Bulletin of the American Physical Society
APS March Meeting 2013
Volume 58, Number 1
Monday–Friday, March 18–22, 2013; Baltimore, Maryland
Session U29: Focus Session: Jamming: Marginal Solids II
11:15 AM–2:15 PM,
Thursday, March 21, 2013
Sponsoring Unit: GSNP
Chair: Joshua Dijksman, Duke University
Abstract ID: BAPS.2013.MAR.U29.1
Abstract: U29.00001 : Shear jamming in granular materials*
11:15 AM–11:51 AM
(Institute of Natural Sciences and Department of Physics, Shanghai Jiao Tong University, Shanghai 200240, China)
For frictionless particles with purely repulsive interactions, there is a critical packing fraction $\phi_J$ below which no jammed states exist. Frictional granular particles in the regime of $\phi < \phi_J$ act differently under shear: early experiments by Zhang \& Behringer at Duke University show jammed states can be created by the application of shear stress. Compared to the states above $\phi_J$, the shear-jammed states (SJS) are mechanically more fragile, but they can resist shear. Formation of these states requires the anisotropic contact network as a backbone and these new states must be incorporated into a more general jamming picture (Bi et al Nature 2011). If time permits, I will present some new results from recent experiments at SJTU aimed towards understanding the more detailed nature of SJS and the transition from unjammed states to SJS.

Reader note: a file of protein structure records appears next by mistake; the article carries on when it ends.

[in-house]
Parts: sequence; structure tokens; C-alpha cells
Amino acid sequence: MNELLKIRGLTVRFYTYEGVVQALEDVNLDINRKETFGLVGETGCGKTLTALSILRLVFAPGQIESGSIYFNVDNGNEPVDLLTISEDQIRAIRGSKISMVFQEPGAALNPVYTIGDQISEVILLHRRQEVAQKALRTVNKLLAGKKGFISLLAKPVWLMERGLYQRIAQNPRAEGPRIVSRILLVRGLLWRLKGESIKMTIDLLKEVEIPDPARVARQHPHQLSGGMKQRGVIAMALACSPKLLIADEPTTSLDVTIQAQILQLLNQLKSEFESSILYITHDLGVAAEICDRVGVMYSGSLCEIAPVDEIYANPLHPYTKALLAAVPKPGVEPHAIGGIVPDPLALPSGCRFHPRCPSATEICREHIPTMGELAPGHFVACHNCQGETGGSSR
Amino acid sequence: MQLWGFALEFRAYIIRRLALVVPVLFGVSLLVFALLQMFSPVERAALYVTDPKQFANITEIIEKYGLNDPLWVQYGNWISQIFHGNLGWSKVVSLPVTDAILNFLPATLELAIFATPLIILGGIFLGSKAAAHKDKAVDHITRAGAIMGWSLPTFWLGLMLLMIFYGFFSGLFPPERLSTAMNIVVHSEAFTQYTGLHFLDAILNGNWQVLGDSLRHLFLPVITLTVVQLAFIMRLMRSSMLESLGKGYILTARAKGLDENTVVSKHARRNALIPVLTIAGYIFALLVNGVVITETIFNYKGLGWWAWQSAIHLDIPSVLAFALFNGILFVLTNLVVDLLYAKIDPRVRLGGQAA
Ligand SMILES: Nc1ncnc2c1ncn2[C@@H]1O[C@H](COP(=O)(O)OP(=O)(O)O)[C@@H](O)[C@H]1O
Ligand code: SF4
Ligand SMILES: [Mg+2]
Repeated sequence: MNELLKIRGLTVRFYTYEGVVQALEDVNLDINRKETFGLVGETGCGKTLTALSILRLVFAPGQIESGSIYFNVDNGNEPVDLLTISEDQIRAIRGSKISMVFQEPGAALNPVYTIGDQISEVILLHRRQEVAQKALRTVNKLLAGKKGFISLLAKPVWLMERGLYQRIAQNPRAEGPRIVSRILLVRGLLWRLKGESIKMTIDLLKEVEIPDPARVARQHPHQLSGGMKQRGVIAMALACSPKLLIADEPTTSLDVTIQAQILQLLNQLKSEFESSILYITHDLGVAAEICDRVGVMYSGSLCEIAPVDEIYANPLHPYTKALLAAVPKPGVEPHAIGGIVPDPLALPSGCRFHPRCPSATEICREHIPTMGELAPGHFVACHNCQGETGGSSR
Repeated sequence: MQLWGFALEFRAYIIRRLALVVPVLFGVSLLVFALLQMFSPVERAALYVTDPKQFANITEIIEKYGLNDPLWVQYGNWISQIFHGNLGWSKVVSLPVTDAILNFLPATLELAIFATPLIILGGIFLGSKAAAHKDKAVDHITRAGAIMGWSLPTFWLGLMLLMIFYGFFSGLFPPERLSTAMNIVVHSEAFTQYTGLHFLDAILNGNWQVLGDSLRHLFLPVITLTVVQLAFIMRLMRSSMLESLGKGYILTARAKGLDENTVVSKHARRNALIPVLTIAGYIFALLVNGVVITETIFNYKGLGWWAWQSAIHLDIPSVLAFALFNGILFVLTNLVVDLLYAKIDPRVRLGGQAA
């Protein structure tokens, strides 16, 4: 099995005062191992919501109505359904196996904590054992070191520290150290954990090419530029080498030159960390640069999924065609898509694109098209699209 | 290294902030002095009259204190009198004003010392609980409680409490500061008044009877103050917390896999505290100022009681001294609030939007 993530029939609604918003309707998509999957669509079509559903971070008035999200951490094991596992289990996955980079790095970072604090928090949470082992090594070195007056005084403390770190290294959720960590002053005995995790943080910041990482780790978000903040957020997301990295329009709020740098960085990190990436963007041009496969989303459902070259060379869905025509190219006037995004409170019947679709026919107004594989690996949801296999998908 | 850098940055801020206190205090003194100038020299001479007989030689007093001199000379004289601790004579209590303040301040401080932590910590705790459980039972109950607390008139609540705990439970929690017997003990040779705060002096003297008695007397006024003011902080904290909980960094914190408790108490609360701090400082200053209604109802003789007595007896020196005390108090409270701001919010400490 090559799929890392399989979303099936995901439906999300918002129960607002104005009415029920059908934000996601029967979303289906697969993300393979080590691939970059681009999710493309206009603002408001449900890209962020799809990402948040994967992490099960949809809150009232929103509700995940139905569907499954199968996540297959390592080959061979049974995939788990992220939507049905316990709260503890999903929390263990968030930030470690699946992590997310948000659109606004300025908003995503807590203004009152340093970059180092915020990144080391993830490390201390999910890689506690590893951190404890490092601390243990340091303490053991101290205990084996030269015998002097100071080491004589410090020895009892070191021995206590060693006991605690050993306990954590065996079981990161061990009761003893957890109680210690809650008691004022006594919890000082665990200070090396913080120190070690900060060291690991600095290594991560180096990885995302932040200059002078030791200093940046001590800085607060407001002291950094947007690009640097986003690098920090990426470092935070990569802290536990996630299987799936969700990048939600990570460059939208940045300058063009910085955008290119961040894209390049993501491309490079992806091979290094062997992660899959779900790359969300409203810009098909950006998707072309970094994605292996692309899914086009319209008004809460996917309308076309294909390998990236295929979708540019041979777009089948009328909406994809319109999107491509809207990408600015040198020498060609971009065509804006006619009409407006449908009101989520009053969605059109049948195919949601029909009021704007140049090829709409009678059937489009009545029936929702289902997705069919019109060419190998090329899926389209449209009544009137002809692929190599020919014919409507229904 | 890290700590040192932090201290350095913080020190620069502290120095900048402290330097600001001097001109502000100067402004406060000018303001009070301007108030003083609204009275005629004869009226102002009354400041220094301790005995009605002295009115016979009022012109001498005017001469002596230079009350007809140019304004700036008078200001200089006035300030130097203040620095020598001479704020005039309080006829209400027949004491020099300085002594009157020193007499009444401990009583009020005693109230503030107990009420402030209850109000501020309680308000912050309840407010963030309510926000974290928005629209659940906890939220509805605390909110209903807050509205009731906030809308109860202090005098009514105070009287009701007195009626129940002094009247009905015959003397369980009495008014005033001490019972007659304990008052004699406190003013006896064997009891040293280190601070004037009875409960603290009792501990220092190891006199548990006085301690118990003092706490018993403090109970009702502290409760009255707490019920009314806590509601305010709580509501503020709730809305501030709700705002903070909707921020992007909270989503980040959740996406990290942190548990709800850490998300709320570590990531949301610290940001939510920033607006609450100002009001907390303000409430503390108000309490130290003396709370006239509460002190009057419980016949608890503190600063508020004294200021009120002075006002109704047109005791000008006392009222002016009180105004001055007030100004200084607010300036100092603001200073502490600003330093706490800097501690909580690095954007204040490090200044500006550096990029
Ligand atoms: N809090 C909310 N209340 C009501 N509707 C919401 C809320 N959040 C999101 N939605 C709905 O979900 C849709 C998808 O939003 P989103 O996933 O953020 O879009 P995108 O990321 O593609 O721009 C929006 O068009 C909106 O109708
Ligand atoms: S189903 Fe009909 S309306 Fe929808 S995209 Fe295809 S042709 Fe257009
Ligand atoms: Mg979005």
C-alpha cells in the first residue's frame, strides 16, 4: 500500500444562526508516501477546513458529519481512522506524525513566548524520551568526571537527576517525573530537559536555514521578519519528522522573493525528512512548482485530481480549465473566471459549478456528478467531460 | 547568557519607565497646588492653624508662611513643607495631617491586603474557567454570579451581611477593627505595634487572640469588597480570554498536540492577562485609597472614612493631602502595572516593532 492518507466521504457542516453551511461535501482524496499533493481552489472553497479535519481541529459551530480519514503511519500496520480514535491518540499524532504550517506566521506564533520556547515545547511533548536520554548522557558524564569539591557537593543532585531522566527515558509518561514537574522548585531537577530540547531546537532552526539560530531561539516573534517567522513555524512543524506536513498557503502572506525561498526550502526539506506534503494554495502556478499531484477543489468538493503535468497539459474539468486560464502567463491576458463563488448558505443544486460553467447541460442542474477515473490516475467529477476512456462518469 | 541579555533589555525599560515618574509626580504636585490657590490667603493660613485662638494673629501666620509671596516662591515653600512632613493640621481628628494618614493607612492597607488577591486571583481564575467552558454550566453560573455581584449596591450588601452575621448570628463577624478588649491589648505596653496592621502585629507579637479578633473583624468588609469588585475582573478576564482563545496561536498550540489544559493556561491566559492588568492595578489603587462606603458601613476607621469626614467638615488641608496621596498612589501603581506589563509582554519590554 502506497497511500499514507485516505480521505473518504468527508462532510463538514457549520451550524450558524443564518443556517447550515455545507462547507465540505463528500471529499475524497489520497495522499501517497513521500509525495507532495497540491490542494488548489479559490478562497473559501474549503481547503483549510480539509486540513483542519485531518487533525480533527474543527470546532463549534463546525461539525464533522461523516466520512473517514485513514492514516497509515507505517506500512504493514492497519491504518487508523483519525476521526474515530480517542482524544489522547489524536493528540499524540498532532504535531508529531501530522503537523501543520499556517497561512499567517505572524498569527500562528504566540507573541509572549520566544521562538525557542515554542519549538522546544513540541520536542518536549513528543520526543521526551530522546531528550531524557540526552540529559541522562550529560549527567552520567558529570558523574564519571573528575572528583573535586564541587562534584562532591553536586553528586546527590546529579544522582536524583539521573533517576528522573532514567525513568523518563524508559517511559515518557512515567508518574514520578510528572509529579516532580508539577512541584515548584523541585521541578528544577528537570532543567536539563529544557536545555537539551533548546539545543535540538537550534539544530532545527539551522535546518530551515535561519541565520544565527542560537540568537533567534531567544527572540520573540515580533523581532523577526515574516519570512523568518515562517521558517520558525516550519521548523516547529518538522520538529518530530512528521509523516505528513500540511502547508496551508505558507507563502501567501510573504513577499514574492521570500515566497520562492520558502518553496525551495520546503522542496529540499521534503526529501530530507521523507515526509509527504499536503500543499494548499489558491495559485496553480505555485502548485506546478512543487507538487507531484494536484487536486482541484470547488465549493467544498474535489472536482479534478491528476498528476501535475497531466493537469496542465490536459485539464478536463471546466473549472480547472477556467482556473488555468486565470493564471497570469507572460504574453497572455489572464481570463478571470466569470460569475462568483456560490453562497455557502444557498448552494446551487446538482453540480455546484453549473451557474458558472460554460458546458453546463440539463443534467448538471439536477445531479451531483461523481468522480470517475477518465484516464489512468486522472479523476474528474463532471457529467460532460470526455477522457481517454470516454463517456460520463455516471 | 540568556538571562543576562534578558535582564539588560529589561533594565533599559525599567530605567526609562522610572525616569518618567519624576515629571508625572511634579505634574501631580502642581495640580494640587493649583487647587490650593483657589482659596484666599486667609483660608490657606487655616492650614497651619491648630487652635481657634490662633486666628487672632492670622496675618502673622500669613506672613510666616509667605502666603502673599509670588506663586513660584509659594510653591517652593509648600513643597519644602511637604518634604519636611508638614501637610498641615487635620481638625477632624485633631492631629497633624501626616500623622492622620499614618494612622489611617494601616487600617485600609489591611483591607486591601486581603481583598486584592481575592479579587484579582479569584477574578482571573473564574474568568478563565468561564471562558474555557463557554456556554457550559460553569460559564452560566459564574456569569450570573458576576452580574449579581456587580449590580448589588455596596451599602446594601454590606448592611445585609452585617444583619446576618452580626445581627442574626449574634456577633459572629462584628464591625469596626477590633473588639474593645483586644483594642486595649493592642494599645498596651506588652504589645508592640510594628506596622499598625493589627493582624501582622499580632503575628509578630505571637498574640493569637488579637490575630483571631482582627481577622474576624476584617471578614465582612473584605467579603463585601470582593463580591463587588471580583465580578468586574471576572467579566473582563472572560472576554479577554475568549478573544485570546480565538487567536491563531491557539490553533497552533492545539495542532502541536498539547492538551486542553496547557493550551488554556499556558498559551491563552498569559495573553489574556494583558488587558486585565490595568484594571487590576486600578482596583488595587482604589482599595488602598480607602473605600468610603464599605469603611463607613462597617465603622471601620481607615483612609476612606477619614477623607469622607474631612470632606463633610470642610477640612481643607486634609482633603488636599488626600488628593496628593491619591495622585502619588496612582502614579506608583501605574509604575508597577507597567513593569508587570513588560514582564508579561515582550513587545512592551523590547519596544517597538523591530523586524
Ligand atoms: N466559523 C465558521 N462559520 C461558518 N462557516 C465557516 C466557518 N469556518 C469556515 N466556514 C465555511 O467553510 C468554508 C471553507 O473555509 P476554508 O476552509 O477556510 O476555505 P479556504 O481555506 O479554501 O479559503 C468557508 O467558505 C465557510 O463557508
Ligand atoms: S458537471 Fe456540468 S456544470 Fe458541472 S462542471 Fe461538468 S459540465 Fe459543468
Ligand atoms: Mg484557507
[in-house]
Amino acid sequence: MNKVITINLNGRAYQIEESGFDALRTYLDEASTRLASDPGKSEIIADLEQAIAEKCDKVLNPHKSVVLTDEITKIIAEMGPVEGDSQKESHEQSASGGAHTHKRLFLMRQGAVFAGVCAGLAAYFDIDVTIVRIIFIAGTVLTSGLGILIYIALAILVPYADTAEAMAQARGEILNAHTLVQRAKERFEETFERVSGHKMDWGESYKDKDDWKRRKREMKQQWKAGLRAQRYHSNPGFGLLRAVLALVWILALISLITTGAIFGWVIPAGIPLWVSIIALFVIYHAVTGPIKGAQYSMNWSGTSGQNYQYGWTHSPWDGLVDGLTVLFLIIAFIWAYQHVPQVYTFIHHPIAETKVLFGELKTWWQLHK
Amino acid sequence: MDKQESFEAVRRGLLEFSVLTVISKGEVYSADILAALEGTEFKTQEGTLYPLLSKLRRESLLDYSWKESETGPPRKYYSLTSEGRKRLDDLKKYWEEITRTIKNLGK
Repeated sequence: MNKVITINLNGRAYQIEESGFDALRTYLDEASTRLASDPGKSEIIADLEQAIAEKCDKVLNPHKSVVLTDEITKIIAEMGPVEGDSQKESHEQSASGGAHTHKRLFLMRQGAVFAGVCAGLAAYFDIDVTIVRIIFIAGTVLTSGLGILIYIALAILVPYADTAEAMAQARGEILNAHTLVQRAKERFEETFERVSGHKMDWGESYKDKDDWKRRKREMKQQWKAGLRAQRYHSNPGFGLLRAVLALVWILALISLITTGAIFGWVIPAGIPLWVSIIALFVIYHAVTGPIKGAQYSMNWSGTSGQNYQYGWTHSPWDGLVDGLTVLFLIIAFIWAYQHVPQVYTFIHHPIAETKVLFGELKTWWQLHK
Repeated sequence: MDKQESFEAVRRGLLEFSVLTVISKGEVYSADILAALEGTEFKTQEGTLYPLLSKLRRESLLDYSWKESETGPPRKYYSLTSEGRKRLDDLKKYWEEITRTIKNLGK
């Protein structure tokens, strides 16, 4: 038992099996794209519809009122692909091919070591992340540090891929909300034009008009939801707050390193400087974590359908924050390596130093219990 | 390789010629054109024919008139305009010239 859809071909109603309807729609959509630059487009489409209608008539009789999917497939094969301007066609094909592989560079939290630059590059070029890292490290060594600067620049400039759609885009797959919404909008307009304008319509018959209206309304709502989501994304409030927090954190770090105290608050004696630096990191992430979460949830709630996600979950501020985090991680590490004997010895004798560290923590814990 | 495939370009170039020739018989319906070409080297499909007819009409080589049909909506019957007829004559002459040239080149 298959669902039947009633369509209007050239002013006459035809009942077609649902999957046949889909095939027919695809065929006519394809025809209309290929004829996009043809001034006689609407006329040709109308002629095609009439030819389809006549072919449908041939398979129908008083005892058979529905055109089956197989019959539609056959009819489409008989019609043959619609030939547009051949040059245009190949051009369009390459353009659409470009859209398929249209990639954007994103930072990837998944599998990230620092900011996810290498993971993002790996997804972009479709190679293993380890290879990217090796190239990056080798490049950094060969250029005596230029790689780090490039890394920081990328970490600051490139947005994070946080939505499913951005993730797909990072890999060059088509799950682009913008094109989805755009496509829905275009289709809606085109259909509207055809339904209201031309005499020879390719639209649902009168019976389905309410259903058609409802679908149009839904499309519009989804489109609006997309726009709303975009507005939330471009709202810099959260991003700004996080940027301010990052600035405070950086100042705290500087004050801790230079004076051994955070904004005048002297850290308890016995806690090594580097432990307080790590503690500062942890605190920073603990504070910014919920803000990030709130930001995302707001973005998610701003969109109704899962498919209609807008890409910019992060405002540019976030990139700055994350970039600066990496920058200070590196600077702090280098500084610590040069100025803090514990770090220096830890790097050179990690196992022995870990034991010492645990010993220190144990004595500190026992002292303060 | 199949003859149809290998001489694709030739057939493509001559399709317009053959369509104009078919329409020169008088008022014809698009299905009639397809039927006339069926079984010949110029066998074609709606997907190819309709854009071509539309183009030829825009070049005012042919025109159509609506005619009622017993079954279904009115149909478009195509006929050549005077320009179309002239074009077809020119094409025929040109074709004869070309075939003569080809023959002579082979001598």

*This work is in collaboration with Bob Behringer at Duke University, Dapeng Bi (now at Syracuse) and Bulbul Chakraborty at Brandeis University. The work at SJTU is in collaboration with Ling Zhang and several undergrads in the physics department.
To cite this abstract, use the following reference: http://meetings.aps.org/link/BAPS.2013.MAR.U29.1
The American Physical Society (APS) is a non-profit membership organization working to advance the knowledge of physics.
1 Physics Ellipse, College Park, MD 20740-3844
Editorial Office 1 Research Road, Ridge, NY 11961-2701 (631) 591-4000
Office of Public Affairs 529 14th St NW, Suite 1050, Washington, D.C. 20045-2001 (202) 662-8700